Tuesday, 24 January 2012: 4:15 PM
The Use of Numerical Weather Prediction and Data Assimilation Systems in the Calibration and Validation of DMSP SSMIS Sensor Measurements Sensitive to Atmospheric Temperature and Humidity
Room 257 (New Orleans Convention Center )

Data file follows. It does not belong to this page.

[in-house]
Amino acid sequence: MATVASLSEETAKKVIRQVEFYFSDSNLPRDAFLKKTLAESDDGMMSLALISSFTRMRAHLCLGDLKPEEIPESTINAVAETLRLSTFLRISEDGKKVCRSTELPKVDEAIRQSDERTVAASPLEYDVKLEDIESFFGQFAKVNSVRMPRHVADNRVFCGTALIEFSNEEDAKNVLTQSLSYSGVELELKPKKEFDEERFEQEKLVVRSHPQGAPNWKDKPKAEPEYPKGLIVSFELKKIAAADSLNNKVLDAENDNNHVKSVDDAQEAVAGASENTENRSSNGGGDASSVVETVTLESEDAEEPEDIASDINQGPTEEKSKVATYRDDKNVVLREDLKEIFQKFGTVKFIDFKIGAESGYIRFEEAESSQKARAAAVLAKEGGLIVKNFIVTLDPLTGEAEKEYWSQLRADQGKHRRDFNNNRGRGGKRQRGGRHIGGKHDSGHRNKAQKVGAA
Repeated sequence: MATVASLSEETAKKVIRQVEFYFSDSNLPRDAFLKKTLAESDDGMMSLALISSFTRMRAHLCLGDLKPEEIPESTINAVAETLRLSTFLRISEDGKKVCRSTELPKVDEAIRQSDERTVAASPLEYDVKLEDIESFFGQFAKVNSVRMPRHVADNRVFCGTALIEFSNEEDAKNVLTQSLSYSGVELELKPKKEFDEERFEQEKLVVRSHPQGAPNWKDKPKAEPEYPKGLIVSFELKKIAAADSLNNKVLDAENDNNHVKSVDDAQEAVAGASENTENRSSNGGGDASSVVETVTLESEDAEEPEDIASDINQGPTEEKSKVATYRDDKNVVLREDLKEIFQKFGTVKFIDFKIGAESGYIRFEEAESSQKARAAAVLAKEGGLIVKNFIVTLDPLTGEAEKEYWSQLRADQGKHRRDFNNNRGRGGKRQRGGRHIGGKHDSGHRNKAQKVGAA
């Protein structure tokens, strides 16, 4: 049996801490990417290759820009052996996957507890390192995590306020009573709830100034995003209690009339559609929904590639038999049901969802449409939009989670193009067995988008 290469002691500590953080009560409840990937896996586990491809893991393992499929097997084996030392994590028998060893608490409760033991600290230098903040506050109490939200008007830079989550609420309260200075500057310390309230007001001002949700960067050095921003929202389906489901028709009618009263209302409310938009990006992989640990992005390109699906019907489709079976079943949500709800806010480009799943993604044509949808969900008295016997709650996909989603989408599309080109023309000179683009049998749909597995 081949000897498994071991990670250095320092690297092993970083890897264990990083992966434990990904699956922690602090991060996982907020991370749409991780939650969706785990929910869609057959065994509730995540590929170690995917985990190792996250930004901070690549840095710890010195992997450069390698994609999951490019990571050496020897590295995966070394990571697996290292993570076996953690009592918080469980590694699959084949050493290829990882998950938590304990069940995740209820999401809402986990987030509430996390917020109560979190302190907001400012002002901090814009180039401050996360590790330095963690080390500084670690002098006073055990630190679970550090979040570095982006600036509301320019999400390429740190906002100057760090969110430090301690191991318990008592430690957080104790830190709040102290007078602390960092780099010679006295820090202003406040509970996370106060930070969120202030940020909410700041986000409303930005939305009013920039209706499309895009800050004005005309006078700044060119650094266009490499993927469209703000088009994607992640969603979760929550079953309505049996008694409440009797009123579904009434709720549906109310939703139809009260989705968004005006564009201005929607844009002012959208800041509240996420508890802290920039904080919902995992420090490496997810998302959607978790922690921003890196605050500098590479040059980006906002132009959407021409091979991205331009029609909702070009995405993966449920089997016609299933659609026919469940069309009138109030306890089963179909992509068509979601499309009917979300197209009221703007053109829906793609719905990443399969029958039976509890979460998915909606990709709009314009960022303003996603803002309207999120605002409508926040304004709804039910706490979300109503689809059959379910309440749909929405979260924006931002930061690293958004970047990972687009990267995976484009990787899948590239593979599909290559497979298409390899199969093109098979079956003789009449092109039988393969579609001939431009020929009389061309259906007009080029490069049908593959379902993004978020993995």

Most operational Numerical Weather Prediction (NWP) centers have the capability to assimilate satellite radiance data directly using variational Data Assimilation Systems (DAS). The direct radiance assimilation method has led to significant improvements in forecast skill, with the NOAA AMSU-A instrument being the pathfinder in the radiance assimilation efforts. Necessary components of the direct assimilation method are the routine monitoring of the departures from the observed radiances (OB) and those computed using radiative transfer and a short term forecast from the NWP model, termed the background (BK), and bias correction schemes. For temperature sounding radiances, the measurement uncertainty requirements for forecast skill improvement are very demanding. Uncertainties of the bias corrected departures must be of the order 0.2 K (MW) to 0.4 K (IR) or less in order to improve the analysis and skill of the subsequent NWP forecast. This uncertainty requirement is often at or below the sensor calibration error and noise level (NEΔT), so that the routine monitoring of the patterns of the global departures can often detect problems with sensor data such as increased channel noise, channel failures, calibration drift, field of view intrusion and other calibration anomalies. For examples, the NWP DAS-based radiance monitoring capability employed for the DMSP SSMIS Cal/Val efforts was vital in understanding the spatial and temporal departure patterns, unveiling the underlying causes of the observed SSMIS calibration anomalies. Results of the success of the NWP DAS in detecting calibration anomalies with the SSMIS and future JPSS and DWSS sensors will be presented.